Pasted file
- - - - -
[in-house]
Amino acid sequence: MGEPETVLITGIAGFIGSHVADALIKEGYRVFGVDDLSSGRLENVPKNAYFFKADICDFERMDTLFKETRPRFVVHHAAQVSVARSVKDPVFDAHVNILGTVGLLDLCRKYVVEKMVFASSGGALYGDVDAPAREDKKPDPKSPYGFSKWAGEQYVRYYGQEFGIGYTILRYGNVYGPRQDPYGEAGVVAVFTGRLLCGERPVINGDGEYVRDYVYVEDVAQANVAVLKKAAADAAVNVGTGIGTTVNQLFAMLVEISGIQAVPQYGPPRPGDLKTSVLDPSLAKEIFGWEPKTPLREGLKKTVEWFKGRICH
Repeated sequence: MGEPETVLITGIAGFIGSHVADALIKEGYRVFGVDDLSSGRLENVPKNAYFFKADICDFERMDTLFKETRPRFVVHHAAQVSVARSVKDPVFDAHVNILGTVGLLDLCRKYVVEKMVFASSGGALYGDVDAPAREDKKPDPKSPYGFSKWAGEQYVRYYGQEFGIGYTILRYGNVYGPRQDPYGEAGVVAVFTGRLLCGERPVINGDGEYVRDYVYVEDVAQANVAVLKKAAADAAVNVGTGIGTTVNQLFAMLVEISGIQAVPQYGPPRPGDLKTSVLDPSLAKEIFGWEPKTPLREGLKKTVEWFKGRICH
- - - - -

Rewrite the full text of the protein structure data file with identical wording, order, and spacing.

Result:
[in-house]
Amino acid sequence: MGEPETVLITGIAGFIGSHVADALIKEGYRVFGVDDLSSGRLENVPKNAYFFKADICDFERMDTLFKETRPRFVVHHAAQVSVARSVKDPVFDAHVNILGTVGLLDLCRKYVVEKMVFASSGGALYGDVDAPAREDKKPDPKSPYGFSKWAGEQYVRYYGQEFGIGYTILRYGNVYGPRQDPYGEAGVVAVFTGRLLCGERPVINGDGEYVRDYVYVEDVAQANVAVLKKAAADAAVNVGTGIGTTVNQLFAMLVEISGIQAVPQYGPPRPGDLKTSVLDPSLAKEIFGWEPKTPLREGLKKTVEWFKGRICH
Repeated sequence: MGEPETVLITGIAGFIGSHVADALIKEGYRVFGVDDLSSGRLENVPKNAYFFKADICDFERMDTLFKETRPRFVVHHAAQVSVARSVKDPVFDAHVNILGTVGLLDLCRKYVVEKMVFASSGGALYGDVDAPAREDKKPDPKSPYGFSKWAGEQYVRYYGQEFGIGYTILRYGNVYGPRQDPYGEAGVVAVFTGRLLCGERPVINGDGEYVRDYVYVEDVAQANVAVLKKAAADAAVNVGTGIGTTVNQLFAMLVEISGIQAVPQYGPPRPGDLKTSVLDPSLAKEIFGWEPKTPLREGLKKTVEWFKGRICH